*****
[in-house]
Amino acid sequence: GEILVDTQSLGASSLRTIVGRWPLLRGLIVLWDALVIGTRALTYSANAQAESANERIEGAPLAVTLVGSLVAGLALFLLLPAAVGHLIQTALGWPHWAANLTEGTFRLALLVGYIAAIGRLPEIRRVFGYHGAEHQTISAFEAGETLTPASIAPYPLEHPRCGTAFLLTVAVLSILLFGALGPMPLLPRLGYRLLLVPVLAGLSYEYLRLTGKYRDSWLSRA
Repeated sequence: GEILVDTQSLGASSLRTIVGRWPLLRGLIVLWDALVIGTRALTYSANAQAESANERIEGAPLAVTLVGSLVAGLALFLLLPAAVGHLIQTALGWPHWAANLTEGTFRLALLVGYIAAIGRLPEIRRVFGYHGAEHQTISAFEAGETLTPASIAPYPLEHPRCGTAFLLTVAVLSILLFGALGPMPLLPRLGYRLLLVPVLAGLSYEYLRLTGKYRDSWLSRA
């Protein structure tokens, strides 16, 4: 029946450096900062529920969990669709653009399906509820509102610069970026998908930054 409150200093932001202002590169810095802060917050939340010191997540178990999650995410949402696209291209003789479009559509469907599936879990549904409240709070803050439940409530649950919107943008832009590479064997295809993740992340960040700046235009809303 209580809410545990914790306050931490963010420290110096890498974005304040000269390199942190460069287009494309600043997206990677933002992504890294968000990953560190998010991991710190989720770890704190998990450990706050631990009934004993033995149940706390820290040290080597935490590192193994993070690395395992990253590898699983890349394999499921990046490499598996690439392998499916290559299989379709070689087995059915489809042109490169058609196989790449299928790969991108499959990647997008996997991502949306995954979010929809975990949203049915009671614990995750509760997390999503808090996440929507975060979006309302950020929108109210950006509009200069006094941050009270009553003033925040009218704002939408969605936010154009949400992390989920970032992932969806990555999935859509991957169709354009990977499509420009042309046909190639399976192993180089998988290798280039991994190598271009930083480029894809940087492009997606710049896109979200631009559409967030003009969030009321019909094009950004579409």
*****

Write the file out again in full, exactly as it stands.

[in-house]
Amino acid sequence: GEILVDTQSLGASSLRTIVGRWPLLRGLIVLWDALVIGTRALTYSANAQAESANERIEGAPLAVTLVGSLVAGLALFLLLPAAVGHLIQTALGWPHWAANLTEGTFRLALLVGYIAAIGRLPEIRRVFGYHGAEHQTISAFEAGETLTPASIAPYPLEHPRCGTAFLLTVAVLSILLFGALGPMPLLPRLGYRLLLVPVLAGLSYEYLRLTGKYRDSWLSRA
Repeated sequence: GEILVDTQSLGASSLRTIVGRWPLLRGLIVLWDALVIGTRALTYSANAQAESANERIEGAPLAVTLVGSLVAGLALFLLLPAAVGHLIQTALGWPHWAANLTEGTFRLALLVGYIAAIGRLPEIRRVFGYHGAEHQTISAFEAGETLTPASIAPYPLEHPRCGTAFLLTVAVLSILLFGALGPMPLLPRLGYRLLLVPVLAGLSYEYLRLTGKYRDSWLSRA
């Protein structure tokens, strides 16, 4: 029946450096900062529920969990669709653009399906509820509102610069970026998908930054 409150200093932001202002590169810095802060917050939340010191997540178990999650995410949402696209291209003789479009559509469907599936879990549904409240709070803050439940409530649950919107943008832009590479064997295809993740992340960040700046235009809303 209580809410545990914790306050931490963010420290110096890498974005304040000269390199942190460069287009494309600043997206990677933002992504890294968000990953560190998010991991710190989720770890704190998990450990706050631990009934004993033995149940706390820290040290080597935490590192193994993070690395395992990253590898699983890349394999499921990046490499598996690439392998499916290559299989379709070689087995059915489809042109490169058609196989790449299928790969991108499959990647997008996997991502949306995954979010929809975990949203049915009671614990995750509760997390999503808090996440929507975060979006309302950020929108109210950006509009200069006094941050009270009553003033925040009218704002939408969605936010154009949400992390989920970032992932969806990555999935859509991957169709354009990977499509420009042309046909190639399976192993180089998988290798280039991994190598271009930083480029894809940087492009997606710049896109979200631009559409967030003009969030009321019909094009950004579409």